Additional details of the management team can be accessed here.

Recent financing removes the capital raise risk for the near-future and the dip in the stock price has provided a buying opportunity

Last week, the company announced an equity offering raising $50M at $3.50/share. Prominent investment banks like Leerink, Stifel and Needham participated in the equity offering. This equity offering was the result of an option exercise by the insiders who participated in a private placement funding rebound in February this year. Existing investors who participated in the $14M offering in February this year indicated an interest to purchase $24M of the current equity offering in June. Per S1, the company decided not to proceed with the potential second equity offering (which was conditional upon positive ASCO data) but existing investors expressed interest in additional $24M of June offering.

The cash reserves are expected as $79M after this latest round of funding. Operating cash use was $41M in 2018 and $10.3M in Q1, 2019. There is $15.5M debt at Q1 end. I don’t expect any need for capital raise before the efficacy data from the Part B of GEN-009 phase 1/2a study in mid-2020.

Genocea’s product candidates have a large Target Addressable Market

Estimated price of GEN-009= $350K/patient, similar to CAR-T.

Target Addressable Markets

Type of cancer

Annual U.S. incidence of refractory cases

Estimated price/patient

Revenue opportunity

   

Malignant Melanoma

7,200

$350K

$2.5 billion

   

Non-small cell lung cancer (NSCLC)

140,000

$350K

$49 billion

   

Urothelial/bladder cancer

17,000

$350K

$6 billion

   

Renal cell cancer

14,000

$350K

$4.9 billion

   

Squamous cell head and neck cancer

10,800

$350K

$3.8 billion

   

The cumulative revenue opportunity for Genocea in the above-mentioned cancers is $66 billion.

Using input of peak 20% market share, $350K/patient and 30% probability (similar to phase 2 stage), U.S. launch in 2023 and peak market share in 2029, my estimate for peak risk-adjusted revenue for Genocea is $1.08 billion in 2029.

Using market cap/peak sales of 7 (average for biotech companies) and discounting by 15% cost of capital, my estimate for the fair value for Genocea’s R&D pipeline is $1.88 billion at present. In comparison, Genocea has a market cap of just $74 million at present with $79 million of cash reserves (and liquidation value of $51M), thus assigning only a value of $23M to the pipeline which is negligible compared to the large potential target revenue opportunity).

Insider buying and institutional support adds further strength to the bullish investment thesis

There was significant insider buying in February this year by exercising stock options. Institutions hold 53.7% of the outstanding shares. Glaxosmithkline added a 10% stake in February, thus increasing its stake to 12.7%. Prominent healthcare investment firm, NEA owns $15M of the stock and is the largest institutional shareholder. Biotechnology Value Fund owns 5 million shares or 8.5% stake ($3.4M). Dafna Capital Management owns 1.2 million shares (new position in Q1).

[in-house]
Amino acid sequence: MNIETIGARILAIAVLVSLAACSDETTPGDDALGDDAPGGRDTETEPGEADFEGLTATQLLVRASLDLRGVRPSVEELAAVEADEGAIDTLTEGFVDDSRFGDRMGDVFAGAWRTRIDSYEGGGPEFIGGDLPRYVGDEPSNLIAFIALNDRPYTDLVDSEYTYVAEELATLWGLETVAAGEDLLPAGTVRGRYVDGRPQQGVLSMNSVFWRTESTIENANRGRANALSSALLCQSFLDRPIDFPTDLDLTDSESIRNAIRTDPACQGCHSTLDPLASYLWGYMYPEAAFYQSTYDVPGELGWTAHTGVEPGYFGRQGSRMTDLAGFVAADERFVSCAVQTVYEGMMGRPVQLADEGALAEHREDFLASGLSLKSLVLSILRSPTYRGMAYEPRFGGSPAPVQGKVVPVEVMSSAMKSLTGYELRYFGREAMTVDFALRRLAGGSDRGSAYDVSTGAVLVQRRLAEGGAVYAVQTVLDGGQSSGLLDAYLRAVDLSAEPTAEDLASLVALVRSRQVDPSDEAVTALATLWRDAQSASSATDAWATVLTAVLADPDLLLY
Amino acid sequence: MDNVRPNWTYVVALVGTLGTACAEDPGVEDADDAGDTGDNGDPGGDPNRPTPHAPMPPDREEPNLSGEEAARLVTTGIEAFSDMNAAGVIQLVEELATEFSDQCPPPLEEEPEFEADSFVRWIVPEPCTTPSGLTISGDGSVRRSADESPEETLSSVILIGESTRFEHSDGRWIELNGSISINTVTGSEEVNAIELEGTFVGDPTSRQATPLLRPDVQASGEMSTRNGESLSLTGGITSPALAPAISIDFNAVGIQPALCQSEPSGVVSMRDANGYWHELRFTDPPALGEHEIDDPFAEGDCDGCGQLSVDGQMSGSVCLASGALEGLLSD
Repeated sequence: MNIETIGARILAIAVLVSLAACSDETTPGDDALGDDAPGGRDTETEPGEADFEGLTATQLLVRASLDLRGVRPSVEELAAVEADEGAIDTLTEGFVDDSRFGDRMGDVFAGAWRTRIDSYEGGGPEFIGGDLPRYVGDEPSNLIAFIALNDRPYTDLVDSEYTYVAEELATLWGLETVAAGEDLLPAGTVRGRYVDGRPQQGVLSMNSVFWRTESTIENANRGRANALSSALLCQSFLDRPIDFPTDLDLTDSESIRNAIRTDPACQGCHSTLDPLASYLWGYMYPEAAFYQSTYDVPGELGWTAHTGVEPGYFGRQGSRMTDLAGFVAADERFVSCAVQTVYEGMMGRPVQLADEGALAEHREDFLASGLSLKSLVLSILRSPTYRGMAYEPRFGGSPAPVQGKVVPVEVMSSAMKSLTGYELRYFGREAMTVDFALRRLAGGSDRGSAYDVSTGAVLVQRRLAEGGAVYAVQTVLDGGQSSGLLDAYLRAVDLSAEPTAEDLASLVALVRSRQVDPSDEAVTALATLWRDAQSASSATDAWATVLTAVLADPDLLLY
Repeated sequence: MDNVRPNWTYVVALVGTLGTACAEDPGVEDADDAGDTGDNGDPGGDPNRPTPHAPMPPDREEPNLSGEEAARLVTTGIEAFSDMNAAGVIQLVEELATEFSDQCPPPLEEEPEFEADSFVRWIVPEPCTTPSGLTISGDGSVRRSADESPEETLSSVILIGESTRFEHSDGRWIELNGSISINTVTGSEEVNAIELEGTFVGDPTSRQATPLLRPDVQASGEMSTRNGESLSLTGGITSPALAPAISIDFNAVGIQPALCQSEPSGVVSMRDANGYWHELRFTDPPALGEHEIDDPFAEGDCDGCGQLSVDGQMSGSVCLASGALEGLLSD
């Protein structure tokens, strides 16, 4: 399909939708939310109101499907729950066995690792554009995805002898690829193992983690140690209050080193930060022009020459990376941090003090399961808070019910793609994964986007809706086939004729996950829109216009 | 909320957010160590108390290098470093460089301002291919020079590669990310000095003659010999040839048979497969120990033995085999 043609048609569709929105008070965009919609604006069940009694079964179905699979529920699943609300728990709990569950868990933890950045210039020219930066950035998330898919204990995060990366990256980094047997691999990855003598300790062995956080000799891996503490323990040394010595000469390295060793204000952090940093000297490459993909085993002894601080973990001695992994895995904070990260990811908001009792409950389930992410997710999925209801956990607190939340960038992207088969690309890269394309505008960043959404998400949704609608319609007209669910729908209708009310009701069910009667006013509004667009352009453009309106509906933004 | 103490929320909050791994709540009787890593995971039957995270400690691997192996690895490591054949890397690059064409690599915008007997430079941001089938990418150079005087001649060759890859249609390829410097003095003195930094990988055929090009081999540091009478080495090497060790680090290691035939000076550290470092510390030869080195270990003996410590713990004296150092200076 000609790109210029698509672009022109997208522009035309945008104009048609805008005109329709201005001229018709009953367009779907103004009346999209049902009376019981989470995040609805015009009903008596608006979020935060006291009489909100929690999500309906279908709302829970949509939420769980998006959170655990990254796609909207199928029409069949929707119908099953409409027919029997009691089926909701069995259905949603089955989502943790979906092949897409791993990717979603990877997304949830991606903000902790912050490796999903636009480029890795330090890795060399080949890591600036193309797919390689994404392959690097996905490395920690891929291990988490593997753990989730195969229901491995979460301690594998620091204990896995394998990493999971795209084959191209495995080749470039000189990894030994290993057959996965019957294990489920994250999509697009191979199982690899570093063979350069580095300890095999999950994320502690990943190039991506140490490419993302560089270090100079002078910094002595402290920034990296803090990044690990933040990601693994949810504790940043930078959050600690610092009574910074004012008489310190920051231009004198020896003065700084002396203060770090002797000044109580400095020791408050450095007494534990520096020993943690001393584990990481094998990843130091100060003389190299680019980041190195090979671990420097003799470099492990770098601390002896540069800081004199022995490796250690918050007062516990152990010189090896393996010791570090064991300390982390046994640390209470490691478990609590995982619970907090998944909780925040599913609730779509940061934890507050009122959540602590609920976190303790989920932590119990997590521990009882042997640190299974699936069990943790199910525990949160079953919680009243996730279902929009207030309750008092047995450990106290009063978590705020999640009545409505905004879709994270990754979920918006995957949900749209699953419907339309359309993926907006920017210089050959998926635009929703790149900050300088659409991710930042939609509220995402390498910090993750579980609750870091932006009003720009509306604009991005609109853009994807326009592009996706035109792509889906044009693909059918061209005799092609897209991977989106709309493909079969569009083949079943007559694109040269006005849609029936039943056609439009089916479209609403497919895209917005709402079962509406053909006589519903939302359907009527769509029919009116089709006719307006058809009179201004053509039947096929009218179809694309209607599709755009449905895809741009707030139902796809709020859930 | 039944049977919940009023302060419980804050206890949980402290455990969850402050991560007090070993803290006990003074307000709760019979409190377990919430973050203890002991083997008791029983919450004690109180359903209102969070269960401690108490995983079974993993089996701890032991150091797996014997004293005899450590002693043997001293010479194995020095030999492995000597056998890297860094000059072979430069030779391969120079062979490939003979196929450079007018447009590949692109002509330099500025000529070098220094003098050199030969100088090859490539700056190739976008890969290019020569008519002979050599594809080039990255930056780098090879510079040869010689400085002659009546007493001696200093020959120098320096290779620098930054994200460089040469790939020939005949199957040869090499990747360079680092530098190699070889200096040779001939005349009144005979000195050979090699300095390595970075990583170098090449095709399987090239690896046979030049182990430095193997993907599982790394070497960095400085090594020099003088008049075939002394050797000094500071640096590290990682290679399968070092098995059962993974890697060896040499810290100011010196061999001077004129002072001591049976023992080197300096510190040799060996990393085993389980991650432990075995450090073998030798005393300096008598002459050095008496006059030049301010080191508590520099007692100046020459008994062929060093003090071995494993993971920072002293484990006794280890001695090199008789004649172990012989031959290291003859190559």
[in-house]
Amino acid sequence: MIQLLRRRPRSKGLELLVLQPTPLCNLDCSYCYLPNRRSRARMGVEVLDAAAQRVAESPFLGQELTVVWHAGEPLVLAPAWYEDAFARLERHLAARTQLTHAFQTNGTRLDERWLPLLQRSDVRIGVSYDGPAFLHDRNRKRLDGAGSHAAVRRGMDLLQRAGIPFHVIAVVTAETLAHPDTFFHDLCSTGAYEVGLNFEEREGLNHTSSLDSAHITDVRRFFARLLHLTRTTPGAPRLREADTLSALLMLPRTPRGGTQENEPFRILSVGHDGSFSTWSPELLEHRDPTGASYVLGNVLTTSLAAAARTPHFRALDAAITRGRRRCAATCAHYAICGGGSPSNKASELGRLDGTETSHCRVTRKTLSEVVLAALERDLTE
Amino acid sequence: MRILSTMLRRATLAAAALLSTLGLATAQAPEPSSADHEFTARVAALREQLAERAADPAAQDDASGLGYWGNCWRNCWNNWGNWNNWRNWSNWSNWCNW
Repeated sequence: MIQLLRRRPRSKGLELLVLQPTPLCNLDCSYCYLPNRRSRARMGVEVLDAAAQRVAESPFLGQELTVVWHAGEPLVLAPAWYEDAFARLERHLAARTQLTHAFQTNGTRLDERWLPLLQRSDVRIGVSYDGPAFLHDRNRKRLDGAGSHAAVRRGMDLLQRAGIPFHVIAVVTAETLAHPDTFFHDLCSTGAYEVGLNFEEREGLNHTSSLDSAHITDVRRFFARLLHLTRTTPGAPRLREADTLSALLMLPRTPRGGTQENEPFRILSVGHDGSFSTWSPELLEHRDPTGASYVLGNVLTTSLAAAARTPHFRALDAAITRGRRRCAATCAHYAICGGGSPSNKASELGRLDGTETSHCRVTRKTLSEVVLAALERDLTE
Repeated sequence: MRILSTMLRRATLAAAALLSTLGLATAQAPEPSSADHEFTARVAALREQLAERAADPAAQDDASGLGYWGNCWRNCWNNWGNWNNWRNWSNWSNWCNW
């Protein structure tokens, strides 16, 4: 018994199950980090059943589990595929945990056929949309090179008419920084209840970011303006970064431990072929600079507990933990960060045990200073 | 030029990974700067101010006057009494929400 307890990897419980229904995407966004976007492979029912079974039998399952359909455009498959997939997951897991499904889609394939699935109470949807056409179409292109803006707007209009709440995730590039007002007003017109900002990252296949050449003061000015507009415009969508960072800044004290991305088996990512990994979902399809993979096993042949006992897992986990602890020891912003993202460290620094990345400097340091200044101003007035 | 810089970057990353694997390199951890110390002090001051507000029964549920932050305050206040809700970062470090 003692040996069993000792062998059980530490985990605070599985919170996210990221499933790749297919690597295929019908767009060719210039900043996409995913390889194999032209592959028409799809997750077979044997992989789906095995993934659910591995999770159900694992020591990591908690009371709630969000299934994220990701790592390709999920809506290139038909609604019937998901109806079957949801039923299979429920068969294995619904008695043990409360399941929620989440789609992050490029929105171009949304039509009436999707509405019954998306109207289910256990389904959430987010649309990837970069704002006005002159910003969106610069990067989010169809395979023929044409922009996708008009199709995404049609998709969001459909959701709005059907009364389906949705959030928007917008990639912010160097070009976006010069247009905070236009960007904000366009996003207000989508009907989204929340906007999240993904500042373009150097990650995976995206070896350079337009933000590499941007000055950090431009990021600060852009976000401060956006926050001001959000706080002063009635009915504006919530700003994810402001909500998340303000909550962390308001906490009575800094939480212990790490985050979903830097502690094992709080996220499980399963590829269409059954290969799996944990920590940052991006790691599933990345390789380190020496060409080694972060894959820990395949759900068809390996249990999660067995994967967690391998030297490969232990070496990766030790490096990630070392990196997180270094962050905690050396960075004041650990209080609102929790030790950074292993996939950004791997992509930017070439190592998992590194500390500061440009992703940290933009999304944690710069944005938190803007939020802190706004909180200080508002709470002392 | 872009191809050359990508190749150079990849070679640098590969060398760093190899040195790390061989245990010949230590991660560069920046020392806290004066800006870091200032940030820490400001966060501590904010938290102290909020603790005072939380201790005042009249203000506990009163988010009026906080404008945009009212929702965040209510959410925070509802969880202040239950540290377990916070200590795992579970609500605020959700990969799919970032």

Conclusion:

In conclusion, the recent pullback in Genocea stock due to the capital raise has resulted in an excellent buying opportunity with minimum 2-3 timeframe and a 3x-4x upside potential. The stock was trading at approximately $12 recently and is now trading close to $3.50. The company’s ATLAS platform is unique and has shown proof-of-concept in accurately identifying stimulatory neoantigens and excluding inhibitory neoantigens in different refractory cancers, thus showing an advantage over the competition. Partnership with bigger biotech companies like Iovance adds further validation to the potential of the ATLAS platform and the company’s pipeline. The management includes industry veterans with years of big pharma experience and are well executing the company’s strategy. Compared to the large target addressable markets, the company’s market cap is just $74M with its pipeline being valued at just $23M. Insiders and prominent institutions have increased their stake in the company recently.

Rating Genocea common stock a Buy, first price target=$10/share, minimum 2-3 years timeframe, suggested allocation=2% of the capital.

(Genocea common stock price chart)

Risks in this investment:

Investing in developmental stage biotechnology companies could be risky and it is possible to lose the entire capital invested. Investing in this sector is appropriate for aggressive investors looking for high risk and high reward investments, and may not be suitable for risk-averse investors who cannot face the volatility in the stock prices. If the upcoming data readouts do not meet investor expectations, the stock price may fall. Unexpected side effects could be seen which may result in a fall in the stock price. The company may also need additional capital raises before any product reaches the market. Additional competing therapies may arise and Genocea’s product candidates may not be able to get significant market share in the planned indications. Investors are suggested to diversify their biotech/pharma portfolio across at least 35-40 positions.

Disclaimer:

This article represents my own opinion and is not a substitute for professional investment advice. It does not represent a solicitation to buy or sell any security. Investors should do their own research and consult their financial adviser before making any investment. Investing in equities, especially biotech stocks has the risk of significant losses and may not be suitable for all investors. While the sources of information and data in this article have been checked, their accuracy cannot be completely guaranteed.

I/we are long GNCA.

Bhavneesh Sharma covers biotech as one of the original contributing analysts at FATRADER. A market expert with a medical degree and MBA, he is ranked among the top 15 financial bloggers and top 100 overall financial experts (including Wall Street analysts) on TipRanks.
Sign Up Now - Free 15-Day Trial! Go! Fatty!